Treatment focuses on healing the injured tendon. The first step in treating this condition is to reduce pain and inflammation with rest, compression, elevation, and anti-inflammatory medicines such as aspirin, naproxen (Naprosyn1, Aleve), or ibuprofen (Advil, Motrin, or Nuprin).

Ice may also be used in acute injuries, but most cases of tendinitis are considered chronic, and ice is not helpful. When ice is needed, an ice pack can be applied to the affected area for 15-20 minutes every 4-6 hours for 3-5 days. Longer use of ice and a stretching program may be recommended by a health care provider.

Activity involving the affected joint is also restricted to encourage healing and prevent further injury. In some cases a physician may recommend a support strap (called an infrapatellar strap or a Chopat strap), a knee brace, or custom orthotics to provide some pain relief, limiting the pull of the tendon on the bone.

The doctor or therapist may use ultrasound (gentle sound-wave vibrations) to warm deep tissues and improve blood flow. Iontophoresis may also be used. This involves using an electrical current to push a corticosteroid medication through the skin directly over the inflamed tendon.

Gentle stretching and strengthening exercises are added gradually. Massage of the soft tissue may be helpful. These may be preceded or followed by use of an ice pack. The type of exercises recommended may vary depending on the location of the affected tendon.

If there is no improvement, the doctor may inject a corticosteroid medicine into the area surrounding the inflamed  tendon. While corticosteroid injections are a common treatment, they must be used with caution because they may lead to weakening or rupture of the tendon (especially weight-bearing tendons such as the Achilles [ankle], posterior tibial [arch of the foot], and patellar [knee] tendons).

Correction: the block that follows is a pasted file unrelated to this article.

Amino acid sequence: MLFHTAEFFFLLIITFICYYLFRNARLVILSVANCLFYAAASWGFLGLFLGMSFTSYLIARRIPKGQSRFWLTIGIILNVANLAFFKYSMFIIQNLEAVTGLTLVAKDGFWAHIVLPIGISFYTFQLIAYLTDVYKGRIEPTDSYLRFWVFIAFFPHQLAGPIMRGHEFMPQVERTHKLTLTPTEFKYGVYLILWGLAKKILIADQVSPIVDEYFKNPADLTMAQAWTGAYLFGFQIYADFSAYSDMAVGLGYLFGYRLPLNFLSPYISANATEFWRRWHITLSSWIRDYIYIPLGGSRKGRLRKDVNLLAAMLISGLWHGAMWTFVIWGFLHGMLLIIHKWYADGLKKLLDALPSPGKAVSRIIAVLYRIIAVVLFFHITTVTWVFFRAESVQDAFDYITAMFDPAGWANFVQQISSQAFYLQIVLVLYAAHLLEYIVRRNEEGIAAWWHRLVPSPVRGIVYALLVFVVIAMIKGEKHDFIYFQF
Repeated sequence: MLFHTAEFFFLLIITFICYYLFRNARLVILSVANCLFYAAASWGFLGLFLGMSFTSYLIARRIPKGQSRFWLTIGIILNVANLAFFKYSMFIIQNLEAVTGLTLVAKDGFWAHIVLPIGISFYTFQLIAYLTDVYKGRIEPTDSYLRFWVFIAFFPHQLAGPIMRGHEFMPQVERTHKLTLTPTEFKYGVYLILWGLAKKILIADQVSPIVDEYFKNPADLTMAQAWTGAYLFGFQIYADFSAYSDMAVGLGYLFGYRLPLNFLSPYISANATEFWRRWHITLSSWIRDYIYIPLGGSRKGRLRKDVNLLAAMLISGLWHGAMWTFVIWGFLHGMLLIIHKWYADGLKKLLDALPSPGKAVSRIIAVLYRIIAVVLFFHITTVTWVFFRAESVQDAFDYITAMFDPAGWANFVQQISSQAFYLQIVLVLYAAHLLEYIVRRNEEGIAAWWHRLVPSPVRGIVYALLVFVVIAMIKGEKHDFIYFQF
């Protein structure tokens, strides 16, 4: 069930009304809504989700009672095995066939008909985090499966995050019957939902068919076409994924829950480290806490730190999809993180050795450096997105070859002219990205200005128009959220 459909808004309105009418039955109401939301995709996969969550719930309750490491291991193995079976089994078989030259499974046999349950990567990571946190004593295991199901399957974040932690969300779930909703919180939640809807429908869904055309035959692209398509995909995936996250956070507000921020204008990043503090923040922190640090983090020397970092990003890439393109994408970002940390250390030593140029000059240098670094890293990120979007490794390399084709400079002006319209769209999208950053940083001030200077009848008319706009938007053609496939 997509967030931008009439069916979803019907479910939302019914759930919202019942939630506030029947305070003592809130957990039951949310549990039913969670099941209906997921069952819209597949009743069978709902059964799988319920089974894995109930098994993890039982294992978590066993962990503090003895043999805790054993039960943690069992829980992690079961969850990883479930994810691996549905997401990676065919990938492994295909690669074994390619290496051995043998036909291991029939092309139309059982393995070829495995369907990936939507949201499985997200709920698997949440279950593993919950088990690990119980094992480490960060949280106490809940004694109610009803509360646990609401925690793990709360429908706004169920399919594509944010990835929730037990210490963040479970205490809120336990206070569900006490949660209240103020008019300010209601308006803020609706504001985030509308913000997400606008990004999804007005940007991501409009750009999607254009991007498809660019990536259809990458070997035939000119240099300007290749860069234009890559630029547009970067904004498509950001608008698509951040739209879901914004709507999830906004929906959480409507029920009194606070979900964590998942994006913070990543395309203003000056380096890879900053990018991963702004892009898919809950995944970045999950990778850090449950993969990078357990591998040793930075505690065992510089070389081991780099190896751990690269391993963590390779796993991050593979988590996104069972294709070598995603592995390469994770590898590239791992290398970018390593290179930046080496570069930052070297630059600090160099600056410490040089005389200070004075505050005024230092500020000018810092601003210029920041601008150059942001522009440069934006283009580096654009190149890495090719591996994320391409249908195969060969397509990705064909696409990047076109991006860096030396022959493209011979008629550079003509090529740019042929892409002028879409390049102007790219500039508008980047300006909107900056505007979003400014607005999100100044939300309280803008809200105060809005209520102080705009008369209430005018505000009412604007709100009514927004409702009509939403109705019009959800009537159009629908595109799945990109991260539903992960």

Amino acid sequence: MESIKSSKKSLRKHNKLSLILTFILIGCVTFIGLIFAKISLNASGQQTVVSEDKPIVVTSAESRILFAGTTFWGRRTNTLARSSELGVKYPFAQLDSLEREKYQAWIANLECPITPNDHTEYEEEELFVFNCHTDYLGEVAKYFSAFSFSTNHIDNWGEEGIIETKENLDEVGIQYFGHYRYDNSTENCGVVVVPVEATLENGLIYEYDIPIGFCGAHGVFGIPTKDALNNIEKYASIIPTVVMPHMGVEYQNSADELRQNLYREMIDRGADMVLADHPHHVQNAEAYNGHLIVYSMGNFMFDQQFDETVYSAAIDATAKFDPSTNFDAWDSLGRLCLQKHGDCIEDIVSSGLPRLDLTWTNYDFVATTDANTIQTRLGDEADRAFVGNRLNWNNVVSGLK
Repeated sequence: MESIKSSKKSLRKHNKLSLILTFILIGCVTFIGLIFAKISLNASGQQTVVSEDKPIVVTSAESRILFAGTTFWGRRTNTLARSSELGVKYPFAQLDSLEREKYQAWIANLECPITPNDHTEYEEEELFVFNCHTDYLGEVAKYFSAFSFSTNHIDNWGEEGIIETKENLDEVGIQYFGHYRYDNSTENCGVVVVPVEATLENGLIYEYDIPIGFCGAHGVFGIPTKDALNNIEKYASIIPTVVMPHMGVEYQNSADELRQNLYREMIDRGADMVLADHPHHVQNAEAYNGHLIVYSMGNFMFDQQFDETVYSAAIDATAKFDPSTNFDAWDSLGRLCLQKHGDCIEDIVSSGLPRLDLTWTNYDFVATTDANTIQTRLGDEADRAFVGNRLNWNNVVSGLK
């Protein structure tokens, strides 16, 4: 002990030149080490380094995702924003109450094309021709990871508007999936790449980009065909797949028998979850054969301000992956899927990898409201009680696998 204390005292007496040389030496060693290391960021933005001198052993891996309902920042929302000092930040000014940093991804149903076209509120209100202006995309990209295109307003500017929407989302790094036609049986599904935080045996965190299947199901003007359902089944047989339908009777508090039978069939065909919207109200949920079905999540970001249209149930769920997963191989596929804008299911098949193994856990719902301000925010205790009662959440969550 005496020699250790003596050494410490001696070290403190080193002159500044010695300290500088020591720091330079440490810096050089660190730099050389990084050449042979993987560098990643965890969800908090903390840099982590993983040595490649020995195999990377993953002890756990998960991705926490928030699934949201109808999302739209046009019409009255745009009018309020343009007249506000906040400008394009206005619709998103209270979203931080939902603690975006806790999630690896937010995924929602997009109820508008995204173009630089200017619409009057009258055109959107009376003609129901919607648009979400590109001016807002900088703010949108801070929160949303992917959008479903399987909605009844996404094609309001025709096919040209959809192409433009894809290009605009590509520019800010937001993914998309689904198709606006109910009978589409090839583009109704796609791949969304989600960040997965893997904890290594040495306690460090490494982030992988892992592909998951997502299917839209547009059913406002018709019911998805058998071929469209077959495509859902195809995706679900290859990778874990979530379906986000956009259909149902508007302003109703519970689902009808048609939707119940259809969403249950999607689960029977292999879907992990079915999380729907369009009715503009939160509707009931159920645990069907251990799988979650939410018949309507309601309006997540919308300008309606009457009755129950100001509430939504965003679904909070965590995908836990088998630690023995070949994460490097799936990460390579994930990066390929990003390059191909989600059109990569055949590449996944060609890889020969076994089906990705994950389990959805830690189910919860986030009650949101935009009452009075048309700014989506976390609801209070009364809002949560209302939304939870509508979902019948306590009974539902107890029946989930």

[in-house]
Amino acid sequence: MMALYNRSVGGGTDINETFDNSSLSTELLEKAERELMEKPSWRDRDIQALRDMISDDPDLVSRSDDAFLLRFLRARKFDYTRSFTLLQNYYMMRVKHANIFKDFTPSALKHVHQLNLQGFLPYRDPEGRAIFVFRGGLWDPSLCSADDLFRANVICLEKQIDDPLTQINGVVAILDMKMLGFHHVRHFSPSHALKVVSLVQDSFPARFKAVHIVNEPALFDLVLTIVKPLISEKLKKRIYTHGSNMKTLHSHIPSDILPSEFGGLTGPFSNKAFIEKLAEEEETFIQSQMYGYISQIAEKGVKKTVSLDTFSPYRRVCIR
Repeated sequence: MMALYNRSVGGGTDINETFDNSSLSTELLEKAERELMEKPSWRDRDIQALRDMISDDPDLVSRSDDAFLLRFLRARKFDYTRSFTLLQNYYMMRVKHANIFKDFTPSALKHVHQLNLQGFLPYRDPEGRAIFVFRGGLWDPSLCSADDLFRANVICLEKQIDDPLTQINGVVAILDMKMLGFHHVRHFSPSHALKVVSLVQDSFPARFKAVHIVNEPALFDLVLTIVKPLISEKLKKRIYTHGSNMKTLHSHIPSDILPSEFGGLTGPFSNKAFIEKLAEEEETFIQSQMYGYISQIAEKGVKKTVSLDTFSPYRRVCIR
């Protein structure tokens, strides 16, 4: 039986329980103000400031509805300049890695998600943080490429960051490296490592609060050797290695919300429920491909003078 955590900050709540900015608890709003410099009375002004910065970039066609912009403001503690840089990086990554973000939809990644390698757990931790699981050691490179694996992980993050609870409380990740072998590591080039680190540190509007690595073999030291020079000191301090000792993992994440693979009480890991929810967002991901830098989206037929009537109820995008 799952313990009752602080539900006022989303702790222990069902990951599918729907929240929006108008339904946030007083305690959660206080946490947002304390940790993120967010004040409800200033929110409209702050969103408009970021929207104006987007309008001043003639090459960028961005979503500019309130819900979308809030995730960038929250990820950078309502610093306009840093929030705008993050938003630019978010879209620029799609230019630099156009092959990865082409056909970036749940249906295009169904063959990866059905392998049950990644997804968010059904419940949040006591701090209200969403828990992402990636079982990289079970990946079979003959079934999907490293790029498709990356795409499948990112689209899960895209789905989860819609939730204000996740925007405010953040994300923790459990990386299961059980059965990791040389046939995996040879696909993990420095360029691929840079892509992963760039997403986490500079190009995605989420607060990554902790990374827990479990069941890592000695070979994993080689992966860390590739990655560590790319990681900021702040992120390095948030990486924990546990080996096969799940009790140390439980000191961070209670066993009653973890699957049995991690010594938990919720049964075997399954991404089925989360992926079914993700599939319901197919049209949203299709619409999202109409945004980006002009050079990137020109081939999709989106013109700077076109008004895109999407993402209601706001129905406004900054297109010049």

If there is still no improvement after 6-12 months, the doctor may perform either arthroscopic or open surgery to repair damage and relieve pressure on the tendons.

Can Tendinitis Be Prevented?

To help prevent inflammation or reduce the severity of its recurrence:

  • Warm up or stretch before physical activity.
  • Strengthen muscles around the joint.
  • Take breaks from repetitive tasks often.
  • Cushion the affected joint. Use foam for kneeling or elbow pads. Increase the gripping surface of tools with gloves or padding. Apply grip tape or an oversized grip to golf clubs.
  • Use two hands to hold heavy tools; use a two-handed backhand in tennis.
  • Don’t sit still for long periods.
  • Practice good posture and position the body properly when going about daily activities.
  • Begin new activities or exercise regimens slowly. Gradually increase physical demands following several well-tolerated exercise sessions.
  • If a history of tendonitis is present, consider seeking guidance from your doctor or therapist before engaging in new exercises and activities.

(Source: NIAMS)

Michele R. Berman, M.D. was Clinical Director of The Pediatric Center, a private practice on Capitol Hill in Washington, D.C. from 1988-2000, and was named Outstanding Washington Physician by Washingtonian Magazine in 1999. She was a medical internet pioneer having established one of the first medical practice websites in 1997. Dr. Berman also authored a monthly column for Washington Parent Magazine.